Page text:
Royal plans to tackle these problems head-on with reforms that will “defend France” against the effects of globalization and “economic liberals.” Such reforms would include anti-globalization changes at the IMF and World Bank.
- What type of reforms would a candidate like Royal suggest the World Bank and IMF implement?
- Would her suggestions have much influence?
Philippe Maystadt, president of the European Investment Bank (EIB), admitted that the EIB is losing projects in
The World Bank reported that Chinese investment has positively impacted African economies, but Maystadt is critical of the Chinese loans, which provide unconditional financing. This contravenes the approach of the EIB and other Western lenders, who condition financing on political, fiscal, ethical, and environmental reforms.
Maystadt blames the lower Chinese lending standards for taking business from the EIB and warns that abandoning conditionality would reduce the incentive to reform and encourage African nations to take on unsustainable levels of debt. Maystadt admitted that Chinese lending is necessary to meet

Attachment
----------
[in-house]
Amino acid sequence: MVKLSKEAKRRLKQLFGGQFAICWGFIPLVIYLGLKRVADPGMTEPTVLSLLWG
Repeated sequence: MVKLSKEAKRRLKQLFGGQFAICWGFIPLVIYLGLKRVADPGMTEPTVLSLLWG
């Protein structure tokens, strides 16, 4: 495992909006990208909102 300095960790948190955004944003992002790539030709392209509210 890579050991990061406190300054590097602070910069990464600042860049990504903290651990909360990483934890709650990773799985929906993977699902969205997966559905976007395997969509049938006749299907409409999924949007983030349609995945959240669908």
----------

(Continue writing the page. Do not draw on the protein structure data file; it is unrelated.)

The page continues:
Given the need for lending in Africa, should African nations be given as many lending options as possible, without respect to conditionality? If China agrees to talks with the EIB, what types of conditionality might the the parties agree to support in light of their different understandings of human and environmental rights?
Friday, February 09, 2007
World Bank Blacklists More than 100 Firms and Individuals for Fraud and Corruption
World Bank Steps Up Anti-Graft Drive; Blacklists 112 in 2 Years
On Tuesday, the Institutional Integrity Department of the World Bank released a report after investigating 441 cases of fraud and corruption in the use of development funding during 2005 and 2006. Of those cases, 227 involved World Bank staff misconduct, 77 of such allegations were substantiated by investigators. The report noted that the largest number of new cases were reported in East Asia and the Pacific, as well as South Asia.
This is the first report addressing corruption since Paul Wolfowitz became World Bank president in 2005. In order to reduce global poverty, Wolfowitz made it his goal to first fight corruption. Wolfowitz reiterated that “when we [the Bank] find that scarce development dollars have been wrongly diverted from their intended purpose of benefiting the poor, we have a responsibility to take action.” Taking its responsibility seriously, the World Bank has responded to the investigations by “blacklisting” over 100 firms and individuals from future use of World Bank funds.